1:15:09-1:58:36: By contrast with Jeff’s exasperation with Bendis’s sloppiness, Graeme has some conflicted feeling about the manifestation of what is more or less the exact opposite in Scott Snyder’s run on Justice League, which has just concluded as a lead-in to the upcoming Dark Metal event by Snyder and Greg Capullo.  Bendis had for many years at Marvel built the end of one crossover event into the beginning of the next, such that each event had a little less punch to it with one status quo leading to another more dramatic status quo, and that’s a pretty interesting contrast to what Graeme talks about here after reading Metal, Justice League: No Justice, Justice League Odyssey, and Justice League itself.  Snyder hits all the story points but…do they land?  And, y’know, why or why not? As you might imagine, SPOILERS for the conclusion of Snyder’s run and/or the various minseries and connected series along the way; and for those of you who gambled Jeff would still be second-guessing himself and consequently still screwing up James Tynion IV’s name this late in to Tynion’s career, pick up your winnings at window four!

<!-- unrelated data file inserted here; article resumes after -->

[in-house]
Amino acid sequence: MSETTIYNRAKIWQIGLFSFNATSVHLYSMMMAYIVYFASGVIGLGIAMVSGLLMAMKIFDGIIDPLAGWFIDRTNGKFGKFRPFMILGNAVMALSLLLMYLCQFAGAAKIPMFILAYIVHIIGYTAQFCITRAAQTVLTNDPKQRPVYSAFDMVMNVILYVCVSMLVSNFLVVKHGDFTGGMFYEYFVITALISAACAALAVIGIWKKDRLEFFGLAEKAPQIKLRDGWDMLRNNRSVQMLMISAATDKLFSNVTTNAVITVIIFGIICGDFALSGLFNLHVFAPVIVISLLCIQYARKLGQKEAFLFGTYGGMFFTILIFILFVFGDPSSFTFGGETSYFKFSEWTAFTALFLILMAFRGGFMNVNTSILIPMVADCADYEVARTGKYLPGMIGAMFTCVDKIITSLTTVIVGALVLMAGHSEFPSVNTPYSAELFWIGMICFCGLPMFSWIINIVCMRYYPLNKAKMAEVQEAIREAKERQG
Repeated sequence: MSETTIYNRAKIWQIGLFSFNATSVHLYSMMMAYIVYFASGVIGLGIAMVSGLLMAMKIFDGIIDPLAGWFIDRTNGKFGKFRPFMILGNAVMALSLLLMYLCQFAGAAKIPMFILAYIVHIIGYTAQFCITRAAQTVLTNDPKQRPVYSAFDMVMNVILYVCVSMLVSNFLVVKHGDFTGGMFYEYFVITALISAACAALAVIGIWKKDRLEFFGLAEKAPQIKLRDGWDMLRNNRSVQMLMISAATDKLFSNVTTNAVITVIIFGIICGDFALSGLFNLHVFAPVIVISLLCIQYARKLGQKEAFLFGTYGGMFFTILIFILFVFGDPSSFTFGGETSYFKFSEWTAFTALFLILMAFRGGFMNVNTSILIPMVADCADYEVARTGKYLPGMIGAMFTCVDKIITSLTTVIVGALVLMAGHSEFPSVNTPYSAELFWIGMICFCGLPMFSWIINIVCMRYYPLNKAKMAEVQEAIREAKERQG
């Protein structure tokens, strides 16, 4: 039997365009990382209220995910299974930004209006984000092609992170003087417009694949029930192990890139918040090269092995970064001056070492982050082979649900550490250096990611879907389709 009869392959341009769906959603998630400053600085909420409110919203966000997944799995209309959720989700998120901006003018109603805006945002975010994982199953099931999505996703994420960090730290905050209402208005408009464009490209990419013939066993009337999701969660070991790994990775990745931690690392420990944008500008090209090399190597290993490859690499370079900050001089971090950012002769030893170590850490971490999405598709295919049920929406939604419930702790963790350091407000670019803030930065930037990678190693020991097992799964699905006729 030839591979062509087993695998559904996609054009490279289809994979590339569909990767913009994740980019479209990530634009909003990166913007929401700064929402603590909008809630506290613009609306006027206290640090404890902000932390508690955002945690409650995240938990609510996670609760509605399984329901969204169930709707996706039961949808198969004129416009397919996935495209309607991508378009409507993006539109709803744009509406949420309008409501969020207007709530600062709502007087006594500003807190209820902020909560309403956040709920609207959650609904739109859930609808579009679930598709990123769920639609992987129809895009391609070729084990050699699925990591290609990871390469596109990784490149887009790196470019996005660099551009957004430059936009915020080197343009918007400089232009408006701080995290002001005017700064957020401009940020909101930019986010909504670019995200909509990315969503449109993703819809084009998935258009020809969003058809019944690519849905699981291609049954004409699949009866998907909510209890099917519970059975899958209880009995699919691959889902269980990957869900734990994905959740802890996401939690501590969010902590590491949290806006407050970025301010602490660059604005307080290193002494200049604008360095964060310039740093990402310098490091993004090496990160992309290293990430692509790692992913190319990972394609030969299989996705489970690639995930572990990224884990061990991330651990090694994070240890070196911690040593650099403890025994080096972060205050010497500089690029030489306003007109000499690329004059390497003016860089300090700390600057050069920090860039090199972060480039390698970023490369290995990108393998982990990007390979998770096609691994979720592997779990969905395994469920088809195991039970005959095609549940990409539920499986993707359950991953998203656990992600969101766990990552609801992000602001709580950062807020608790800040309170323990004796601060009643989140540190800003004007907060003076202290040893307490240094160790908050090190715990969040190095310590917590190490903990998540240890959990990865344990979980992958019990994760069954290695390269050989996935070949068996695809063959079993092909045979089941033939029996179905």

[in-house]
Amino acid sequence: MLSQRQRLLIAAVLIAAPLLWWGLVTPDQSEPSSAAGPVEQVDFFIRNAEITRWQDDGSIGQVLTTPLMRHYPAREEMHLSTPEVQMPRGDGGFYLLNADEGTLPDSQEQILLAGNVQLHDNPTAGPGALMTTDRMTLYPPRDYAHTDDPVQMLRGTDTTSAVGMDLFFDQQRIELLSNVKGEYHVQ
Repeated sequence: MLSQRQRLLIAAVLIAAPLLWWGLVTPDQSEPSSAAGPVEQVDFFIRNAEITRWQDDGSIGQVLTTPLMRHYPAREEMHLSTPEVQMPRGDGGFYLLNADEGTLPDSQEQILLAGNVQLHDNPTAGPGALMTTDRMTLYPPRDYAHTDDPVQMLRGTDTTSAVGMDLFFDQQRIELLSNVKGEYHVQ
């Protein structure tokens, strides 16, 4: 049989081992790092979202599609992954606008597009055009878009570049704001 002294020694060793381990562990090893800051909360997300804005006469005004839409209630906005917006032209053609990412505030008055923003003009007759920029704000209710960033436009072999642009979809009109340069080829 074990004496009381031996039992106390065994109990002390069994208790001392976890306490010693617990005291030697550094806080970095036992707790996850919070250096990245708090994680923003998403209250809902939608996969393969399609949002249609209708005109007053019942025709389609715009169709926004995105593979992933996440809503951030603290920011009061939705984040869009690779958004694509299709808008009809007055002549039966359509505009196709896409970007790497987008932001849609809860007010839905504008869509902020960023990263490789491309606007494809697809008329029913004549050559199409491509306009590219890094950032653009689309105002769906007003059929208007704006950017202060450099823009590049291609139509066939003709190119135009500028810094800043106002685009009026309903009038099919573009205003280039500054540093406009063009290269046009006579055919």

1:58:36-2:07:06: If you follow the Wait, What? Tumblr, you’ll know Graeme has been reading Armor Wars/Stark Wars, the very enjoyable Iron Man comics by David Michelinei and Bob Layton, and can compare and contrast it with Iron Man, the launching point of the MCU that reworks the Armor Wars/Stark Wars and the Obadiah Stane arc from earlier.  So the movie, in a way Graeme didn’t realize before this rewatch, is written by people who grow up with the same Iron Man comics he grew up with. Also discussed: Armor Wars II, which Graeme accurately describes as “a sequel to a story that never existed.”
2:07:06-2:22:46: And then Graeme skips ahead to read Tom Taylor’s run on Superior Iron Man, followed by Kieron Gillen’s run, Bendis’s run, and Dan Slott’s run. Has Tony been done dirty by writers unable to leave a decent character hook alone?  Or has the influence of Marvel’s marketing department hold more sway in this era of Marvel comics than we normally acknowledge?
2:22:46-2:25:08: Comics news/Musical interlude
2:25:08-2:35:25: More comics news (non-musical version). With added TV and movie recommendations from Graeme!
2:35:25-end:  Closing Comments! Look for us on  Stitcher! Itunes! Instagram! Twitter together and separately: Graeme and JeffTumblr, and  on Patreon where a wonderful group of people make this all possible, including Dominic L. Franco, and Empress Audrey, Queen of the Galaxy, to whom we are especially grateful for her continuing support of this podcast.  (Also, don’t forget about Spotify!)
Next week: Skip week! See you in two hundred years—which is to say, June 7—for our next episode!